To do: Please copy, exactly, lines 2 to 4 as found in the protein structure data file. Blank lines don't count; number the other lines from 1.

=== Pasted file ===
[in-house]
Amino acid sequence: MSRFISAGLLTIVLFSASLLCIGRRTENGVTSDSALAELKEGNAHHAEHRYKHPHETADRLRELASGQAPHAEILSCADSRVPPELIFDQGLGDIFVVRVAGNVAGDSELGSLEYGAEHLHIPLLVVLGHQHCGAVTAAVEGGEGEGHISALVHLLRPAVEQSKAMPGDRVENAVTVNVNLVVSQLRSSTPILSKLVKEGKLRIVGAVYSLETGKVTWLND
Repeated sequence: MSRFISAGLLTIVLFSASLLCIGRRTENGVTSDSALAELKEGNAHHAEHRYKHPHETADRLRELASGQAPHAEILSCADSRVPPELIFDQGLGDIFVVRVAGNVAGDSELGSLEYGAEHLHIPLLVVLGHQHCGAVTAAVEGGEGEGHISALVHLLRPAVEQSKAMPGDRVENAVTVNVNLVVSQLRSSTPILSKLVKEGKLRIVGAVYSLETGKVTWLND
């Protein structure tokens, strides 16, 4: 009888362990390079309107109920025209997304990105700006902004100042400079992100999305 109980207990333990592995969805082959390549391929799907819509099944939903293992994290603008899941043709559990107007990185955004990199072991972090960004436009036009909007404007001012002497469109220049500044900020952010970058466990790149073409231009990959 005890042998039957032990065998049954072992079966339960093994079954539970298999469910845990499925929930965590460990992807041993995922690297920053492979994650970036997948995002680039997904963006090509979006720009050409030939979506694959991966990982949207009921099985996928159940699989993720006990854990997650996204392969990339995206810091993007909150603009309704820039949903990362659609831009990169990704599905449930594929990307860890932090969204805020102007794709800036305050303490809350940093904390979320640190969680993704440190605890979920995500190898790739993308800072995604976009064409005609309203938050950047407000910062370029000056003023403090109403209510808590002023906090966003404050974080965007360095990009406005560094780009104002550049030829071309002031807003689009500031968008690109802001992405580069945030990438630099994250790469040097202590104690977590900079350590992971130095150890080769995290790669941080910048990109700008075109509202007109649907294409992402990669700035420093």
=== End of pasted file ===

Amino acid sequence: MSRFISAGLLTIVLFSASLLCIGRRTENGVTSDSALAELKEGNAHHAEHRYKHPHETADRLRELASGQAPHAEILSCADSRVPPELIFDQGLGDIFVVRVAGNVAGDSELGSLEYGAEHLHIPLLVVLGHQHCGAVTAAVEGGEGEGHISALVHLLRPAVEQSKAMPGDRVENAVTVNVNLVVSQLRSSTPILSKLVKEGKLRIVGAVYSLETGKVTWLND
Repeated sequence: MSRFISAGLLTIVLFSASLLCIGRRTENGVTSDSALAELKEGNAHHAEHRYKHPHETADRLRELASGQAPHAEILSCADSRVPPELIFDQGLGDIFVVRVAGNVAGDSELGSLEYGAEHLHIPLLVVLGHQHCGAVTAAVEGGEGEGHISALVHLLRPAVEQSKAMPGDRVENAVTVNVNLVVSQLRSSTPILSKLVKEGKLRIVGAVYSLETGKVTWLND
């Protein structure tokens, strides 16, 4: 009888362990390079309107109920025209997304990105700006902004100042400079992100999305 109980207990333990592995969805082959390549391929799907819509099944939903293992994290603008899941043709559990107007990185955004990199072991972090960004436009036009909007404007001012002497469109220049500044900020952010970058466990790149073409231009990959 005890042998039957032990065998049954072992079966339960093994079954539970298999469910845990499925929930965590460990992807041993995922690297920053492979994650970036997948995002680039997904963006090509979006720009050409030939979506694959991966990982949207009921099985996928159940699989993720006990854990997650996204392969990339995206810091993007909150603009309704820039949903990362659609831009990169990704599905449930594929990307860890932090969204805020102007794709800036305050303490809350940093904390979320640190969680993704440190605890979920995500190898790739993308800072995604976009064409005609309203938050950047407000910062370029000056003023403090109403209510808590002023906090966003404050974080965007360095990009406005560094780009104002550049030829071309002031807003689009500031968008690109802001992405580069945030990438630099994250790469040097202590104690977590900079350590992971130095150890080769995290790669941080910048990109700008075109509202007109649907294409992402990669700035420093």